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Ionic Compounds Chapter 8.

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Presentation on theme: "Ionic Compounds Chapter 8."— Presentation transcript:

1 Ionic Compounds Chapter 8

2 Remember…. Chemical bond Electron-dot structure Ionization energy
Electron affinity – how much attraction an atom has for electrons Electronegativity Octet rule Cation Anion

3 Atoms in contact will interact!
Based on electronegativity difference: ionic (metals with nonmetals) polar covalent (varying degrees) nonpolar covalent (2 nonmetals) See page 169 What about metals with other metals?

4 Metallic atoms share their valence electrons freely in a “sea of electrons” to form alloys.
Brass White gold 14K gold Steel Cast iron Bronze Pewter Cu + Zn Au + Ni or Pd Au + Cu or Ag Fe + C Fe + C + Si Cu + Sn Sn + Cu or Sb or Pb

5 Pause for penny demo!

6 Properties of other bonding:
Ionic Crystalline arrangement (brittle/will shatter) High melting and boiling temperatures Ratio of atoms involved is determined by charges Non-conductive unless molten, dissolved in water Covalent Molecular arrangement Lower melting and boiling temperatures (may even be gases!) Ratio of atoms involved is determined experimentally Generally non-conductive

7 Ionic Bond Electrostatic force that holds oppositely charged particles together in an ionic compound Binary ionic compounds – contain only two different elements A metallic cation and a nonmetallic anion Electrolyte – ionic compound whose aqueous solution conducts an electric current

8 Ionic Bond # electrons lost must = # electrons gained
Calcium: 2+ charge Fluorine: 1- charge 1 Ca to every 2 F: CaF2

9 Example Ionic Bond Sodium chloride Na+1 , Cl-1 Methods: (p. 216)
Electron configuration Orbital notation Electron-dot structures Atomic models

10 Energy and Ionic Bonds Endothermic – energy absorbed during a chemical reaction Exothermic – energy released during a chemical reaction Ionic compounds always exothermic reaction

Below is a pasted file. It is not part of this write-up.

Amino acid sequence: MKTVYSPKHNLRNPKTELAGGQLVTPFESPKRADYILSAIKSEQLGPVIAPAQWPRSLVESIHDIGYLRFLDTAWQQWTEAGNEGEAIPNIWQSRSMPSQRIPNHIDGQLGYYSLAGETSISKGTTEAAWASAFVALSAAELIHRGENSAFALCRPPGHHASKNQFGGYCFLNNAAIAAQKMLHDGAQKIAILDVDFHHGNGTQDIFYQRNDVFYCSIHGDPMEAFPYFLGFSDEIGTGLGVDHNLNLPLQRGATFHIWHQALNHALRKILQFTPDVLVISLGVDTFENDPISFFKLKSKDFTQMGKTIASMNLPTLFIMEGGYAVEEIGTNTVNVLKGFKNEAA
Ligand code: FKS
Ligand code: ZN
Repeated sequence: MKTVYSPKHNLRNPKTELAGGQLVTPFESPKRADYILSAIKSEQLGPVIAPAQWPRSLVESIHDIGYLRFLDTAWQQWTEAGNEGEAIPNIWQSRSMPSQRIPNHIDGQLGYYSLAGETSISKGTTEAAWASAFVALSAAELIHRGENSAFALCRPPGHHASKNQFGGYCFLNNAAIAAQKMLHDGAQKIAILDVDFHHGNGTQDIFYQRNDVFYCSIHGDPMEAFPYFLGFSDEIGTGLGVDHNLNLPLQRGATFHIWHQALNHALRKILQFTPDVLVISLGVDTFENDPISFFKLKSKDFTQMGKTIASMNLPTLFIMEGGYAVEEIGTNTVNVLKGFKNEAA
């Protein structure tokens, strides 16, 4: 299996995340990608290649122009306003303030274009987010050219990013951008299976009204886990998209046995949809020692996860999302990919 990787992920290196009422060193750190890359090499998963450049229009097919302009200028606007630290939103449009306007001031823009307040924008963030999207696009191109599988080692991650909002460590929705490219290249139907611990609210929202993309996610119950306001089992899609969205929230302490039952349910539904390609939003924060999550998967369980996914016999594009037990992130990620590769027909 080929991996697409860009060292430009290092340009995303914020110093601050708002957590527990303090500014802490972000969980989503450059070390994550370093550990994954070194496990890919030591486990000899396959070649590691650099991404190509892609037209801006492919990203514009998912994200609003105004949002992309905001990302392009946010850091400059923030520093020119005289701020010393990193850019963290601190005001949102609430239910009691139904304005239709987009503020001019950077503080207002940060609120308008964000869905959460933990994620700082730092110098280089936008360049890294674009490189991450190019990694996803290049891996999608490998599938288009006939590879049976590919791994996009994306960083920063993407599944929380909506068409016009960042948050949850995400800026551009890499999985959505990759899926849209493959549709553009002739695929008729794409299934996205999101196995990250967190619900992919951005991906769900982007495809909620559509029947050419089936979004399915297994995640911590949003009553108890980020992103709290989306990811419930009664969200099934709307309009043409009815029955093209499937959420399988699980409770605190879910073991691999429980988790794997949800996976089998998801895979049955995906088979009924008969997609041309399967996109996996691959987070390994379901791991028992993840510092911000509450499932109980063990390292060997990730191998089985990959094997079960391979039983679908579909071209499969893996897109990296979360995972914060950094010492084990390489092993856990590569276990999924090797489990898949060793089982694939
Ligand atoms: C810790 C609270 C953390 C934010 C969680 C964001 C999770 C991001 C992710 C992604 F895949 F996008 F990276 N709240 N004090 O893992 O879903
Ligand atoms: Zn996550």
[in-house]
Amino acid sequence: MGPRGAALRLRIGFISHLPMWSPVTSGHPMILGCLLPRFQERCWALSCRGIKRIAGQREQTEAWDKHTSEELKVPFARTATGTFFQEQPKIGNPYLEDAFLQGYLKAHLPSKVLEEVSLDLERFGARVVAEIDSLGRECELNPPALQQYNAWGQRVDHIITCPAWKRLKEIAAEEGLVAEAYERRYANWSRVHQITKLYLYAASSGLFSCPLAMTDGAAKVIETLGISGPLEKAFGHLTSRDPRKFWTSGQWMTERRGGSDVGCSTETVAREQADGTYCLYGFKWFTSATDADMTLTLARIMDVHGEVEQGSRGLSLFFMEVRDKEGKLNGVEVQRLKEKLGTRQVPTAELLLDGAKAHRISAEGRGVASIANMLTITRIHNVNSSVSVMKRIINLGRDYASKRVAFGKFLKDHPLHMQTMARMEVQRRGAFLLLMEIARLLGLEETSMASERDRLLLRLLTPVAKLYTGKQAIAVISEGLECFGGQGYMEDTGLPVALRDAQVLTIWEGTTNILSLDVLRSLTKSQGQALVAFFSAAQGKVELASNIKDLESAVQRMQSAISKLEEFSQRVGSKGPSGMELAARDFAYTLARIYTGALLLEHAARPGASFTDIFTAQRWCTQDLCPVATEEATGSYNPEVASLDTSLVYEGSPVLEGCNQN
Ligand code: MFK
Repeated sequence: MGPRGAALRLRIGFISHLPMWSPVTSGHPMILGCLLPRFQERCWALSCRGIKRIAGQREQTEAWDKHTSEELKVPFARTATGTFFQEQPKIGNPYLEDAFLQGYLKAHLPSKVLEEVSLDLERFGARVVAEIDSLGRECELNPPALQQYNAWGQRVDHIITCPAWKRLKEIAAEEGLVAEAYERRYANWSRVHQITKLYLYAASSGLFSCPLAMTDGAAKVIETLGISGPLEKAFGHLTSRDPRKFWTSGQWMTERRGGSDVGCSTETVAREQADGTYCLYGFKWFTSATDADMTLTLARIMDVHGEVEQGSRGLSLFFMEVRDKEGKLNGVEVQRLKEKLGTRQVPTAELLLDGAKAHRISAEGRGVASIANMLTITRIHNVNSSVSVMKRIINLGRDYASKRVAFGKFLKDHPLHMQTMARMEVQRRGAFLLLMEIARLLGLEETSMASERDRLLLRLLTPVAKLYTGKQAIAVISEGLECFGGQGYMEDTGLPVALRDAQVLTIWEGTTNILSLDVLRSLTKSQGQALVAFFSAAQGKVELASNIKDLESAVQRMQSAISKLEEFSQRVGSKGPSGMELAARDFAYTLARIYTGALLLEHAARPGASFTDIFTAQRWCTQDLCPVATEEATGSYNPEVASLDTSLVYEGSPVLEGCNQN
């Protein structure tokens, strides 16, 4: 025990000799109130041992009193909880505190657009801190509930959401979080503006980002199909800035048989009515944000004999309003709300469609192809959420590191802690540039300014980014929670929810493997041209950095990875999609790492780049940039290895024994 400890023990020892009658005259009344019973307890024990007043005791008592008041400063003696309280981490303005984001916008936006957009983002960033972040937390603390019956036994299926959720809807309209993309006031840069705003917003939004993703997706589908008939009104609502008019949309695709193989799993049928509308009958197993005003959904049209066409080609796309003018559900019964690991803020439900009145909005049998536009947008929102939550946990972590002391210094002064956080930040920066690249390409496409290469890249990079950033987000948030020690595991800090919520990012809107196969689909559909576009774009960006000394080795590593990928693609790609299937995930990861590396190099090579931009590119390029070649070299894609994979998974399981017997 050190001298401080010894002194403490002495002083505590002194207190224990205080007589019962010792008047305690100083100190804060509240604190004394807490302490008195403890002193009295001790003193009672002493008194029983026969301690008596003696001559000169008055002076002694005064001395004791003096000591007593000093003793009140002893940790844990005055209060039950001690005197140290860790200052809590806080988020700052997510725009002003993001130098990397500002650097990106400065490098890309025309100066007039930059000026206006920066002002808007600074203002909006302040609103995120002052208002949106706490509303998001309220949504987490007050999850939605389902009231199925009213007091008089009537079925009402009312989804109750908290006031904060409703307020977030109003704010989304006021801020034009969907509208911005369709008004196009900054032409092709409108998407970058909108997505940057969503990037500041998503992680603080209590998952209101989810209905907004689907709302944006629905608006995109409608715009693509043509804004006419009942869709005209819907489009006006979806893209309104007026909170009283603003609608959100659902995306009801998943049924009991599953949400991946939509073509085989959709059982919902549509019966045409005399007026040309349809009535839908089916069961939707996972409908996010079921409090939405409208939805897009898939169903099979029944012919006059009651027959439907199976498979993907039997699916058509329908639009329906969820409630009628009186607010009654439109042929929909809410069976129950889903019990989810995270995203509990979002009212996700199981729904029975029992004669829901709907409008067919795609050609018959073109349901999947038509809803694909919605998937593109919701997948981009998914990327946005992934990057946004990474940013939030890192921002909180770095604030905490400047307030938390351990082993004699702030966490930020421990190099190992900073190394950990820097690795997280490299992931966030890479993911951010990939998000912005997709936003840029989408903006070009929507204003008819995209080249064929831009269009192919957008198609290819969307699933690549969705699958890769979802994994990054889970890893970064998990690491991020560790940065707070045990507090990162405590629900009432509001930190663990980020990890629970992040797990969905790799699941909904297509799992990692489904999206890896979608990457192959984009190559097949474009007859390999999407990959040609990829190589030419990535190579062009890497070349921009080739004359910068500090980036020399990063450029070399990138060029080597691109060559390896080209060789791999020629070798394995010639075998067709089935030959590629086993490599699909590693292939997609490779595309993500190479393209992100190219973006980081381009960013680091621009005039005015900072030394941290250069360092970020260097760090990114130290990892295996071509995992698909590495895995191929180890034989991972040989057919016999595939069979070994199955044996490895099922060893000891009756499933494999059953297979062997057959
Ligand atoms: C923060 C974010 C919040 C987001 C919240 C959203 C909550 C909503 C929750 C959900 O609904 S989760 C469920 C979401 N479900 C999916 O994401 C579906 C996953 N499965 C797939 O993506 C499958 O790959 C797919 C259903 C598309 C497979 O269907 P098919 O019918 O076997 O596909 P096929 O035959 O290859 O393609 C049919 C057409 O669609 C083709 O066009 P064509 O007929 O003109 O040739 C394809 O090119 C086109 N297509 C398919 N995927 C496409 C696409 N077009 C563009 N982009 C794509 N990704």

11 Energy and Ionic Bonds Lattice energy – energy required to separate one mole of ions of an ionic compound Reflects strength of forces holding ions together More negative lattice energy, stronger force of attraction

12 Crystal strength: Determined by ionic radius
Smaller radii = higher lattice energy Determined by ionic charge Higher charge = higher lattice energy KI < KF < LiF < MgO

13 Predicting ionic ratios
Based on charge ratios (“formula units” – simplest ratio of the ions) Cations first, anions second For example Na 1+ and Cl 1- ; therefore, will combine 1:1 NaCl “sodium chloride” Na 1+ and S 2-; therefore, will combine 2:1 Na2S “sodium sulfide” Be 2+ and N 3-; therefore, will combine 3:2 Be3N2 “beryllium nitride”

14 Oxidation Number Charge of a monatomic ion (one-atom ion)
Also known as oxidation state Group 1: +1 Group 2: +2

15 D-block cations Have varying oxidation numbers
Charges of these elements are indicated with Roman numerals (Stock method) Cu (I) or Cu (II) OR name changes (less common) “-ic” means higher option (cupric = 2+) “-ous” means lower option (cuprous = 1+)

16 Naming Binary Ionic Compounds
Name the cation (including charge if a d- block metal) and the anion with “-ide” Sodium chloride Gold (III) iodide Beryllium oxide Zinc nitride

17 Polyatomic ions A group of atoms acting as one cation or anion
Memorize the chart on page 224 (Table 8.6) Yes, all of it—test next Thursday If more than one needed – parenthesis Mg(ClO3)2 Oxyanions- negatively charged polyatomic ion containing oxygen

18 Make another ‘A’ Vocabulary Memorize polyatomic ions Read about alloys
Read about properties of ionic compounds Practice writing formulas and names

19 Covalent bonding …not ‘til next chapter! ;0) The end!

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